My Week 5 and 6 Impressions

I put a lot of my thoughts inline with each topic throughout the post, but let me highlight my impressions on each category of topics mentioned throughout this post. The application development topics, specifically CI/CD, were enjoyable to review. I already have some experience creating a CI/CD pipeline in GitLab, so studying this topic helped formalize my experience. The application security topics found in section 4 are going to be very tough for me. I know I will need to spend at least a week just on these topics. The last category of topics surround infrastructure automation. Like the app development category, the topics in this category came more natural, as I have some experience with MDT, configuring devices using RESTCONF, and tools such as Ansible. I do find the last topic in this section, deploying an app on a network device, interesting and hope to find more uses cases for this technology. As I always say, you should understand the WHY before figuring out the HOW.

DEVCOR Exam Blueprint Impressions

Now that I’ve completed my first passthrough of the entire DEVCOR exam blueprint, I wanted to provide my impression of the blueprint in its totality. As a whole, I find this blueprint to be very challenging. I think this exam really creates the foundation to becoming a developer. Like I’ve mentioned in a previous post, I found myself in a developer’s mindset throughout my studies. I wasn’t focused on specific networking concepts or technologies like in previous Cisco exams. I didn’t need to know the different timers of EIGRP or OSPF. I didn’t need to understand BGP. This exam really puts app development as front and center, with networking as a topic you’re looking to automate using best practices of app development. I look forward to my second passthrough of the blueprint and know that I’ll learn something new while reviewing these topics again.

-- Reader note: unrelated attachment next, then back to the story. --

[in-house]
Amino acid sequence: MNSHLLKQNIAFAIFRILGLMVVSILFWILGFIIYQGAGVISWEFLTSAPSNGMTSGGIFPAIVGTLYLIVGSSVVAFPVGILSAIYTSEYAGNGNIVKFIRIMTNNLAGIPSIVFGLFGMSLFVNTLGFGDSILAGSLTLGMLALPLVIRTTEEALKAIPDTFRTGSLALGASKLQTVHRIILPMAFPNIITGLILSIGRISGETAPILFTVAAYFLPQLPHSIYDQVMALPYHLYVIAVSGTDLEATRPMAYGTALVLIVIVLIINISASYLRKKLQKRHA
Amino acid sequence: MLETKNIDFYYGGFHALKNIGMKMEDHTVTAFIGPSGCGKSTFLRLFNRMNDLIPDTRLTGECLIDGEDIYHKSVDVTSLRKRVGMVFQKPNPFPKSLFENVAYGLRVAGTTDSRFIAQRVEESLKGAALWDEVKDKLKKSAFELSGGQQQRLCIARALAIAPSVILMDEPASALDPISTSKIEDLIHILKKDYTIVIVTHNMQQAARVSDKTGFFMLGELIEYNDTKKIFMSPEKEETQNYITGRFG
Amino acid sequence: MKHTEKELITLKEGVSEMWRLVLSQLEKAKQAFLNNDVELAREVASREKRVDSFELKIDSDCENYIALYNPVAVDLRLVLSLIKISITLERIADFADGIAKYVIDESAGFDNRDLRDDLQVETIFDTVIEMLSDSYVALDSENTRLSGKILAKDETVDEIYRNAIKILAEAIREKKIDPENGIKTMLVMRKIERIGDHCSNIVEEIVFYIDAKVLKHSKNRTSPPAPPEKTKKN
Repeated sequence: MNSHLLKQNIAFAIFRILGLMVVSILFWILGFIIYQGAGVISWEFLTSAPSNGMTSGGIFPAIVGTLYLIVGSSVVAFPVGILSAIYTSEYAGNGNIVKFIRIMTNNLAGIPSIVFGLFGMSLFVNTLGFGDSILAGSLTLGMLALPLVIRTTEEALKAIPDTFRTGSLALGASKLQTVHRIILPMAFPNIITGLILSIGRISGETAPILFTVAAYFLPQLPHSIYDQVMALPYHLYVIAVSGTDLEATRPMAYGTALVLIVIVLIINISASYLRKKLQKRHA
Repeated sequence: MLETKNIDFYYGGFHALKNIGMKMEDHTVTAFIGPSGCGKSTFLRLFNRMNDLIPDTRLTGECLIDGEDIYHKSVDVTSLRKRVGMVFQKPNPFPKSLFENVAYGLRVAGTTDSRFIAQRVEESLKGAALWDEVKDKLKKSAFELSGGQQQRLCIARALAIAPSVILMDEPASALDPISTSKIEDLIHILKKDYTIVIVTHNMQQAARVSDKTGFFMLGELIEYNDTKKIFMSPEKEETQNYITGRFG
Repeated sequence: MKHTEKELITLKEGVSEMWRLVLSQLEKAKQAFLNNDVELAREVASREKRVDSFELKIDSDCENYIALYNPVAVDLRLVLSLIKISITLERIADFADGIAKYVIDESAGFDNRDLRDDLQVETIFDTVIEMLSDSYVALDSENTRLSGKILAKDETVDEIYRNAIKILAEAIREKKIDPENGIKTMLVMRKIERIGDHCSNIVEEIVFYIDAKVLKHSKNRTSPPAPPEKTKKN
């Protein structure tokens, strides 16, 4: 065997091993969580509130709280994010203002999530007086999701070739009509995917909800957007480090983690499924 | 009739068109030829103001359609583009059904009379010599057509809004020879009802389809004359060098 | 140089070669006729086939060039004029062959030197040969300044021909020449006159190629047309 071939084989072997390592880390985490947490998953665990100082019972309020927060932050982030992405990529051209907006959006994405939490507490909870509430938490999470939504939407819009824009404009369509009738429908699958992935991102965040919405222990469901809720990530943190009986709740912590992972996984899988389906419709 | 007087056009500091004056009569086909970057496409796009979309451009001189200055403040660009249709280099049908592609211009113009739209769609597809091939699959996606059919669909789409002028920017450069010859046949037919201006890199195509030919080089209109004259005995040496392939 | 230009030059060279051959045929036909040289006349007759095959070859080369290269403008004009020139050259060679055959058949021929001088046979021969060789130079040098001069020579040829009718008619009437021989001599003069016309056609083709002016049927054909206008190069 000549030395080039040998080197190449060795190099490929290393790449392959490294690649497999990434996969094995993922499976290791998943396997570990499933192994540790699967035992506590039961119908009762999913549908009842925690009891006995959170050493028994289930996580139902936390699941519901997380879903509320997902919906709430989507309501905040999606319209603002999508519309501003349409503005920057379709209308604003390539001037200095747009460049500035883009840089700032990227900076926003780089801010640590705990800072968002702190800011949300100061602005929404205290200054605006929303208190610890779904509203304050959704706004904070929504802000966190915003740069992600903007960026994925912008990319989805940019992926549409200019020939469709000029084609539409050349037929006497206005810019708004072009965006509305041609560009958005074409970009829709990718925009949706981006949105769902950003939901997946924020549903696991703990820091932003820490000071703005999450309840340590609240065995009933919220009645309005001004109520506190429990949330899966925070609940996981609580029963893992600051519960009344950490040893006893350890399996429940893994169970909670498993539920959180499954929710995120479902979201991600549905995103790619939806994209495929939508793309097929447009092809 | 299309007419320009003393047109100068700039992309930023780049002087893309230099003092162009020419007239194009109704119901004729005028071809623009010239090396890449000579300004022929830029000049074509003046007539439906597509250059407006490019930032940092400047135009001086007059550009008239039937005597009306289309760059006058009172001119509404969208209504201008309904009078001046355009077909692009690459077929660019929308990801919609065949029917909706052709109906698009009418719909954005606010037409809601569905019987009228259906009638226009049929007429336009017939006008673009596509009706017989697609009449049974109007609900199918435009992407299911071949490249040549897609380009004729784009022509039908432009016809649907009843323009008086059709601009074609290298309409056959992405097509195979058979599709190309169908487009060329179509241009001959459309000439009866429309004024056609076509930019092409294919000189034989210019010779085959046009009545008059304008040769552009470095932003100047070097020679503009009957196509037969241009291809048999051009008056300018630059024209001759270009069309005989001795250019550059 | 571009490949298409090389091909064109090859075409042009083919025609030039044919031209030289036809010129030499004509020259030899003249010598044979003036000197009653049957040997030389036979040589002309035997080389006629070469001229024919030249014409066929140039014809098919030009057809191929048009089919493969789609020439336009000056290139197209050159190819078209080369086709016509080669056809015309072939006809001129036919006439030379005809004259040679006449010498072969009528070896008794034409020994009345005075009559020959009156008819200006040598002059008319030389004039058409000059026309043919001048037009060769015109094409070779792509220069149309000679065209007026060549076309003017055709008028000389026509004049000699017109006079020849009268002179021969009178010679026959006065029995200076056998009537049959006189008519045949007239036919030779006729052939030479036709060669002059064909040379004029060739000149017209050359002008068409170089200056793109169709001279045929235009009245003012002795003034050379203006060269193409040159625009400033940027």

Sorry for the long post this week, but we had a lot of exam topics to cover. With this post completing my high-level review and impressions of the DEVCOR exam blueprint, look forward to smaller posts in the future that will be more technical and focused on a specific DEVCOR exam topic. Beginning this week, I will be going through the entire blueprint a second time, but slower and with more focus. I will be using Cisco’s Digital Learning on-demand DEVCOR course as a study guide (check it out here). I’ve heard great things about it, so I figured it would be a great investment. I will most likely include reviews of the course in my future posts. Thank you for reading through this mini-series of my exam blueprint impressions throughout my DEVCOR journey. I look forward for you to stay tuned to my future posts that will continue my DEVCOR journey. If you have any questions/feedback, please hit me up on Twitter (@devnetdan)!